The economic slowdown in China and accompanying volatility in its financial markets is wreaking havoc in many parts of the global economy as the country’s demand for commodities and other manufacturing inputs wanes. Many countries in East and Southeast Asia are on the front lines of this shift and were immediately affected by the devaluation of the yuan. In this Knowledge@Wharton interview, Wharton finance professor Franklin Allen outlines the risks hanging over the region and global economy.
An edited transcript of the conversation appears below.
Knowledge@Wharton: I want to welcome Wharton finance professor, Franklin Allen, who is also a professor of finance and economics at Imperial College in London. He is also executive director of the Brevan Howard Center there.
I want to discuss how the situation in China, particularly the devaluation, is affecting East and Southeast Asia. We see the uncertainty in China as having widespread effects. Commodity prices are down, and countries that supply commodities and other goods to China, like Indonesia, are feeling the effects. Many Asian currencies are at multi-year lows against the dollar — the Malaysian ringgit, for example, is down 23% against the dollar this year. Other Asian exporting countries are responding in kind.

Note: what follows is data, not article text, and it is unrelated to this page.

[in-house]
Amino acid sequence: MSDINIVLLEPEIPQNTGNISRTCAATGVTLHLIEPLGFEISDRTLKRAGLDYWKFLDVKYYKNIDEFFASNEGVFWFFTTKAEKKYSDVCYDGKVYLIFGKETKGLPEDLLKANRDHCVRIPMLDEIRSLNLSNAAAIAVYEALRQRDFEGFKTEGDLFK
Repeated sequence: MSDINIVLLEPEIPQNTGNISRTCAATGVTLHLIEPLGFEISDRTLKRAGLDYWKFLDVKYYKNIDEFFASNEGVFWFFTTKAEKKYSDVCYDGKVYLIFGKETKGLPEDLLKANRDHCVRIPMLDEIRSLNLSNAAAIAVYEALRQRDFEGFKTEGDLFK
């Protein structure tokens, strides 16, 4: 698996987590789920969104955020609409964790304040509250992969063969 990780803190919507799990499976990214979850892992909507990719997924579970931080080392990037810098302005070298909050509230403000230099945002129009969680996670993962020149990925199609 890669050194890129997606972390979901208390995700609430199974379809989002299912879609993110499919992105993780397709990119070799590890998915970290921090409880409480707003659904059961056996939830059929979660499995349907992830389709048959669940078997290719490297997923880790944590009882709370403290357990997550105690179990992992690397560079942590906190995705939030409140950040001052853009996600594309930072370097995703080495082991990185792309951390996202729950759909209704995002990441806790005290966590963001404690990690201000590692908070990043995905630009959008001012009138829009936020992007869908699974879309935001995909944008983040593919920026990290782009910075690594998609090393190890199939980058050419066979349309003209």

For some, this brings back bad memories of the late 1990s Asian financial crisis. Now, many of those countries have made important changes to guard against the kind of problems they had back then. More have floating currencies, larger foreign exchange reserves, better banking rules and debt insurance. Still, the pressures seem to be mounting. What are the risks of an intensifying currency war or a financial crisis?
Franklin Allen: First of all, the devaluation [in China] itself of course was not very big. It was 3% or so, but it did have a big trigger. There is a sense that we don’t really know what the exchange rate should be. The real issue is what are capital flows going to be like once they start reducing capital controls. That is the big uncertainty.